I just completed a major sugar detox. Yes, even health-conscious folk – especially ones with a sweet tooth like mine – get stuck in sugar land sometimes.
Here’s the thing: I don’t have much processed sugar in my diet, but I do have things like honey and maple syrup, pretty much daily. Also, those that know me know I simply adore some good quality dark chocolate, also on a very regular basis. While these items are not nearly as detrimental to health as processed forms of sugar (cane sugar, corn syrup, agave, etc) and artificial sweeteners, the fact remains – they’re still sugar. It is possible to consume too much of even these healthier options.
So when January hit, I decided to embark on a sugar-free start to the year. (I did a Whole30, if you’re interested.) Holy crap, 30 days with so little sweetness in my diet was incredibly challenging, especially at first. But guess what – somehow, I did it.
Why take a sugar break?
Sugar is, well, bad for you. Really bad. But did you need me to tell you that? Processed sugars are toxins.
It’s in everything. By everything, I mean all processed and packaged foods that are rampant in our grocery stores, our kitchen cupboards, our lives. Even the organic, gluten-free, so called “healthier” packaged items at the health food store contain sugars. Take a look on your labels and see the various forms of sugar that creep onto ingredient lists:
agave nectar, honey, maple syrup, coconut sugar, palm sugar, brown rice syrup, brown sugar, molasses, demerara, rapadura, muscovado, rice syrup, cane juice, cane juice solids/crystals, dextrin, maltodextrin, dextran, barley malt, beet sugar, corn syrup, caramel, buttered syrup, carob cyrup, date sugar, malt syrup, diatase, diatastic malt, golden syrup, turbinado, sorghum syrup, Refiner’s syrup, treacle, anything ending in -ose (sucrose, maltose, dextrose, fructose, glucose, galactose, lactose, saccharose, xylose, high fructose corn syrup, glucose solids, etc), and anything ending in -ol (sorbitol, xylitol, malitol, Ethyl maltol, etc).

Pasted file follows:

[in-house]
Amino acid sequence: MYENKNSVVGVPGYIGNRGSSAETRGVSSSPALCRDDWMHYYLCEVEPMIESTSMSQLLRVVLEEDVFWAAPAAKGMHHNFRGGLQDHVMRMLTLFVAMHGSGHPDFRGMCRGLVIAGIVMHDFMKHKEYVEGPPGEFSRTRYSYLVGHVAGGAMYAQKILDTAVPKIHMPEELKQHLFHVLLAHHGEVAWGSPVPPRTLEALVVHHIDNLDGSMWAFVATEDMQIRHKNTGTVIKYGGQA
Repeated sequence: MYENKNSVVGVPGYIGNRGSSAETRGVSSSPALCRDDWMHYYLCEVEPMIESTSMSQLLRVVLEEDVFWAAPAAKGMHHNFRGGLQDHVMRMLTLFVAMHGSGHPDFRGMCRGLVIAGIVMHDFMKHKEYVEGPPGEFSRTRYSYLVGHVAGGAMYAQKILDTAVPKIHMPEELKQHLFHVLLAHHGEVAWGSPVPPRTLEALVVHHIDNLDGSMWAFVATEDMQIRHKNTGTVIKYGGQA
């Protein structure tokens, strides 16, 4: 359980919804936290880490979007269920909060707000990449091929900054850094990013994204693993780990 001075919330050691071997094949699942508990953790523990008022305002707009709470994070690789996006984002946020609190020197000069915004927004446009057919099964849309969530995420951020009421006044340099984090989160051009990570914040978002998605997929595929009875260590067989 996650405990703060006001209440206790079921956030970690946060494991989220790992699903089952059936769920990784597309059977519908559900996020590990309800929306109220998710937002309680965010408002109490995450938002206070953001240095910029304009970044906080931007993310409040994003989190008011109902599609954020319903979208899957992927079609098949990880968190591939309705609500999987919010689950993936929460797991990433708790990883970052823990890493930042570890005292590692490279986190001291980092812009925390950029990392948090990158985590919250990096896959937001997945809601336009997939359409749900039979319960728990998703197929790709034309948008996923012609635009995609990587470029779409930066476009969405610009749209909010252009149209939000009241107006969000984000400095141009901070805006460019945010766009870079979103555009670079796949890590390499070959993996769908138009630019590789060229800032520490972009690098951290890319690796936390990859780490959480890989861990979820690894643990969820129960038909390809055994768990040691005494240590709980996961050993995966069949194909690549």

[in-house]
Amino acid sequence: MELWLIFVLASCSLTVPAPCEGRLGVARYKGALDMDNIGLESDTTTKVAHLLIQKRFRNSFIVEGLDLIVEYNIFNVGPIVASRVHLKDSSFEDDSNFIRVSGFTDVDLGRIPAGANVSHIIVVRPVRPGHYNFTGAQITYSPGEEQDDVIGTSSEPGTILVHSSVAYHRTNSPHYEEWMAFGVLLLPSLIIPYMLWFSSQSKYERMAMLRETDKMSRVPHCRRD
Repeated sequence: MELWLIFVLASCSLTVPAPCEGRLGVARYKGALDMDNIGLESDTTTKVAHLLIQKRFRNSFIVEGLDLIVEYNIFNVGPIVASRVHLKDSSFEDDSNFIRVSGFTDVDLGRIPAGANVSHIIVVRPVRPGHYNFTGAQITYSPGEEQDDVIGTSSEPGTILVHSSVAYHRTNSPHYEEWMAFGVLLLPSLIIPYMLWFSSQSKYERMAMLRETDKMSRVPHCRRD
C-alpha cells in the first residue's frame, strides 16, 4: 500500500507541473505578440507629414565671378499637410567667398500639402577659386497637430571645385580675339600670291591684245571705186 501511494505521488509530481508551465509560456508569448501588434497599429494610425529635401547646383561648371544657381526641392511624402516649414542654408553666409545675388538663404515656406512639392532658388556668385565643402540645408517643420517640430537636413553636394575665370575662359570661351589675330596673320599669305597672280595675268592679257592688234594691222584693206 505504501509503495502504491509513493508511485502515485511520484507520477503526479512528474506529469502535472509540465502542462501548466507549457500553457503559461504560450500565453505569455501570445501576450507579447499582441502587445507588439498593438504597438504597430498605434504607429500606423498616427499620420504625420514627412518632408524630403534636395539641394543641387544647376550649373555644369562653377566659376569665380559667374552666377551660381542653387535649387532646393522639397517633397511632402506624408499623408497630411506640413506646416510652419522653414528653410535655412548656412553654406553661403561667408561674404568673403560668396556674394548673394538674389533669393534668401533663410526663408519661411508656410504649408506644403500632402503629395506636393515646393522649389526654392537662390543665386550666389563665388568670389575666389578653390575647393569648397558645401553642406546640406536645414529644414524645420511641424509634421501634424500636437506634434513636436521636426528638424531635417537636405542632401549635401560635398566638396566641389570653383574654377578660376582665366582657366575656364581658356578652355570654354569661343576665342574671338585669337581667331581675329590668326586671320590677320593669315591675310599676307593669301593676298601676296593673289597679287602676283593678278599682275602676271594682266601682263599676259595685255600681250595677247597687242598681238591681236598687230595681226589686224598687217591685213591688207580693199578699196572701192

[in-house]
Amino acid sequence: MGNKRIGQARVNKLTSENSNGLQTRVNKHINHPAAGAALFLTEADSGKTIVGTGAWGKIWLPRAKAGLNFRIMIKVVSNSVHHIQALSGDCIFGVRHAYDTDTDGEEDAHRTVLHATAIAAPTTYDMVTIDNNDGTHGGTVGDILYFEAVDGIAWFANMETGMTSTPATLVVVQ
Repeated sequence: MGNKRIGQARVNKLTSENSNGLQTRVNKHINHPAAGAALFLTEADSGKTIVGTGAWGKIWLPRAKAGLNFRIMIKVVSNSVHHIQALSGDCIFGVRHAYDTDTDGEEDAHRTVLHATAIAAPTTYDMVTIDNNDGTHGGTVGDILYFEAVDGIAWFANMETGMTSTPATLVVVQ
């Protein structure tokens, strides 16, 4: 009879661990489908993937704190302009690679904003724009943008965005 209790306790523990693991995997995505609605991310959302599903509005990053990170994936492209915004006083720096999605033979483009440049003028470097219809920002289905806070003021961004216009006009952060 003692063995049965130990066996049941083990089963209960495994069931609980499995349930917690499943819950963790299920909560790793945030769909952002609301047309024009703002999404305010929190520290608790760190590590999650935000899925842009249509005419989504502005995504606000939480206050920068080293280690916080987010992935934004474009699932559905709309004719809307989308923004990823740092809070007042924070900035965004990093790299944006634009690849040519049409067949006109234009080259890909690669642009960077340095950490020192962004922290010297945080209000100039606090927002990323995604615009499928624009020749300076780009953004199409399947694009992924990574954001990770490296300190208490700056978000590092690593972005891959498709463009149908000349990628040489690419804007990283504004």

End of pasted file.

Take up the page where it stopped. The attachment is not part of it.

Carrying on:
Okay, processed sugars are bad for you, and they’re in everything. I bet you already knew that. There’s something else to think about, though.
We’ve become dependent on sugar for energy. In our highly stressed lives, most of us are walking around in a hazy state, awaiting our next sugar fix. We may not even be aware of it until we take a step back and truly examine how we feel on a daily basis. Are your energy levels up and down? Are you hungry between meals? How many times a day do you crave something sweet? These are all things to consider.
I know you may be saying: “But Alex, I eat pretty healthy and avoid processed sugars!”
Terrific. I do, too. But you know what? It’s still really easy to rely on sugar (aka carbohydrate) throughout the day. Take a look at what you’re eating.
I’m not just talking about simple sugars like honey
Complex carbs also play a role here. If you’re eating grains at every single meal and snack, chances are you’ve become reliant on sugar for energy. Are you hungry every two hours? This could be due to blood sugar (read: hormonal) imbalances. Sugar and grains are easy to overconsume, and unlike protein and fat, they don’t send our brains a satiety message. Which is why it can be easy to eat a huge pile of rice, feel full in the belly, but peckish a couple hours later.
So it’s good to take a break. To reduce our consumption of sugars and grains which can cause our metabolism to go astray, and our hormones and appetites to fall off balance.
(Now, there’s a whole whack of other reasons to reduce consumption of grains, which I won’t discuss now. I’ll save that for another time.)
What about fruit? It’s healthy, right? Yes, but not to the extent that some people consume it. A fruit smoothie is not a great way to start the day. Fructose = sugar. If you jam pack your smoothie with fruit, you’re jam packing your cells with more sugar than they can likely handle, potentially leading to metabolic troubles – not to mention a sugar crash later on.
What to do
Many people notice huge improvements to their health when they reduce their consumption of various types of carbohydrate. If you’re interested in examining your relationship with sugars/grains/carbs, or are considering taking a little break from these foods, that’s fantastic. Just do so with caution. I recommend seeking guidance from a trusted nutritionist (wink, wink) who can give advice specific to your needs. If you have a medical condition, it’s wise to let your doctor know what you’re doing.
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